Urban Violence Analysis

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In order to better understand and analyze the context of urban violence, the phenomenon has been divided into four different categories: political, institutional, economic and social violence, even though they all eventually overlap. - Political violence in urban areas refers to all forms of violence whose manifestation expresses through guerrillas and paramilitary conflicts, through political assassinations or armed conflict between political parties. Its final goal is to win or maintain political power. - Institutional urban violence includes all sort of “abuse of power” on behalf of state institutions or even private sectors: police brutality; killings carried out by police outside of the boundaries of legality; the social…show more content…
It can happen in a complicated and organized manner, referred to as organized crime, often related to drugs, kidnappings and arms trafficking. Economic violence tends to take any of the following main forms: Street theft, robbery and crime; Armed robbery; Kidnapping; Drug-trafficking; Dealing in small-arms; Killing and rape committed in the course of an economic crime type of assault; Human trafficking for prostitution; Conflict over scarce resources; The use of violence or intimidation to resolve economic disputes; Territorial or identity-based “turf” violence; robbery, theft, Petty theft. Economic violence is often also referred to as “street violence”, as it is most commonly perpetrated on the streets by gangs or children (both boys and girls), delinquents and robbers. - (TABLE 1)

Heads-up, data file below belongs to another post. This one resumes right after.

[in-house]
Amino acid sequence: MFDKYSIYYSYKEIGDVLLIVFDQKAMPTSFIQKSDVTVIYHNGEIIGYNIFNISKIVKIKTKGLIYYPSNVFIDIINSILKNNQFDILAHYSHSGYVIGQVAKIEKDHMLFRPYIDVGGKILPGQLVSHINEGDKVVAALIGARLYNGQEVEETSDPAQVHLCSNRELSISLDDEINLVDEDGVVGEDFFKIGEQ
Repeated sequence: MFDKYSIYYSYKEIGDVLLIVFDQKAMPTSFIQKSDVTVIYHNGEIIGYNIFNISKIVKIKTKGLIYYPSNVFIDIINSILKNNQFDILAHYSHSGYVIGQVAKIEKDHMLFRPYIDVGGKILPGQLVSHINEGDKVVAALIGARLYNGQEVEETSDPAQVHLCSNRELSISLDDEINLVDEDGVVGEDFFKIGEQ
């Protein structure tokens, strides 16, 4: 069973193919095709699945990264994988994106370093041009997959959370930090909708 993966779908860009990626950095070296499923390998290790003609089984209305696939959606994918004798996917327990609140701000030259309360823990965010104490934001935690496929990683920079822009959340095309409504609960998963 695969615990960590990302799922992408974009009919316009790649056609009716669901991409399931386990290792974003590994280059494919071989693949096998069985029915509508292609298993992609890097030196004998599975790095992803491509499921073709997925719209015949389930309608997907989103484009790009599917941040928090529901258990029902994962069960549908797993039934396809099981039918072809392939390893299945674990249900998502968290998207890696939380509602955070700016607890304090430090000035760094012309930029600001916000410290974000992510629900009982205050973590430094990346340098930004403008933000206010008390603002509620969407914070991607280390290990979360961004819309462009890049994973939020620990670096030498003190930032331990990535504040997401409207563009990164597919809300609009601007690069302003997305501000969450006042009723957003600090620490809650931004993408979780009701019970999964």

Social violence can be understood as any of the following: Child abuse suffered by both girls and boys; Conflict between parents and children, known as Inter-generational conflict; The physical or psychological male-female abuse; Arguments getting out of control and resulting in violence; Incivility in traffic, road rage, street confrontations or bar fights; Gratuitous/routine daily violence; and of course Sexual violence (including rape) in the public arena and the physical and sexual abuse mostly perpetrated by stepfathers but also by uncles.

“Structural violence” should also be mentioned: violence is strictly related to the experience of fear, which is experienced
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They become part of gangs, they create their new for of society, seen that the one they were born in, “our society”, did nothing to accept them, to integrate them, or even suggest that they could have a shot at a “better”, or just “different” life. (O silencio das missoes de paz).

From what information we have gathered until now, it can be easily deduced that violence is costly. First, it erodes financial capital: states or cities are forced to increase their budgets dedicated to justice-related services, such as police or security, as well as their health care expenses that are, intuitively enough, related to the higher number of physical injuries or psychological support needed as a consequence of increased violence. Because of such “insecure” and “unstable” situations, investment in certain areas can go down.
In turn, this has a strong impact on human capital costs: life expectancy decreases, victims of such violence tend to have fewer educational chances, and fear causes them to be less productive and more distracted while

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